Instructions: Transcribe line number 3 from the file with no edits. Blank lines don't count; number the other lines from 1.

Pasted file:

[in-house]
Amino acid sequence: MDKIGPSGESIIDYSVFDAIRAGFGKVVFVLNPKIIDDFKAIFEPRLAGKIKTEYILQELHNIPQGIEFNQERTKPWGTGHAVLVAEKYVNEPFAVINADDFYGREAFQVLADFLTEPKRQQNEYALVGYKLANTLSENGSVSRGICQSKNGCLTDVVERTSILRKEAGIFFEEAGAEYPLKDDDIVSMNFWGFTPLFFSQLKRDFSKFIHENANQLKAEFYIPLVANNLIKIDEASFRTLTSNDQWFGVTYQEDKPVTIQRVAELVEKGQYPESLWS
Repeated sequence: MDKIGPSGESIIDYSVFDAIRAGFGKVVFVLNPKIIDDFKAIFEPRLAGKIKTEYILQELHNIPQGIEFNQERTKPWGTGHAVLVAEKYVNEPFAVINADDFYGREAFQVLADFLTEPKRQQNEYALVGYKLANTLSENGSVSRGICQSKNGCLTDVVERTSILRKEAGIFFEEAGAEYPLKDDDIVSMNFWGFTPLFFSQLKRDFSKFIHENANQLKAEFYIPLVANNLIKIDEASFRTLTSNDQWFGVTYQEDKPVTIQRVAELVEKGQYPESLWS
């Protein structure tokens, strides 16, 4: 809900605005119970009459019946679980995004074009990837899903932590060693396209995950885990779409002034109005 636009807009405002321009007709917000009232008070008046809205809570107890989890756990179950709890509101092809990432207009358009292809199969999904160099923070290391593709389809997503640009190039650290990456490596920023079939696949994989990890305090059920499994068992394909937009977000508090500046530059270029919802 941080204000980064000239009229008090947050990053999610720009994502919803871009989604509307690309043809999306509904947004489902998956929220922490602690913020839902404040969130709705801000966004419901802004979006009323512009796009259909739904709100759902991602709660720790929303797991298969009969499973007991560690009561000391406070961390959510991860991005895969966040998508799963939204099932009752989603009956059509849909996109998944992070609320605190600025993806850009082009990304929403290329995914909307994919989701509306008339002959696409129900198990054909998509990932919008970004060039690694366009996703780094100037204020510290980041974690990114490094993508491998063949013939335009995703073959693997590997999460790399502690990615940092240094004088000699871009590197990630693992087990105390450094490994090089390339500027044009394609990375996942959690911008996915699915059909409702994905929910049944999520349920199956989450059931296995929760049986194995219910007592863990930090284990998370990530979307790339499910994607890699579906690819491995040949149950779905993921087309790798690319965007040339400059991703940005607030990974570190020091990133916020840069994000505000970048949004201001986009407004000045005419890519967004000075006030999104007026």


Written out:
Repeated sequence: MDKIGPSGESIIDYSVFDAIRAGFGKVVFVLNPKIIDDFKAIFEPRLAGKIKTEYILQELHNIPQGIEFNQERTKPWGTGHAVLVAEKYVNEPFAVINADDFYGREAFQVLADFLTEPKRQQNEYALVGYKLANTLSENGSVSRGICQSKNGCLTDVVERTSILRKEAGIFFEEAGAEYPLKDDDIVSMNFWGFTPLFFSQLKRDFSKFIHENANQLKAEFYIPLVANNLIKIDEASFRTLTSNDQWFGVTYQEDKPVTIQRVAELVEKGQYPESLWS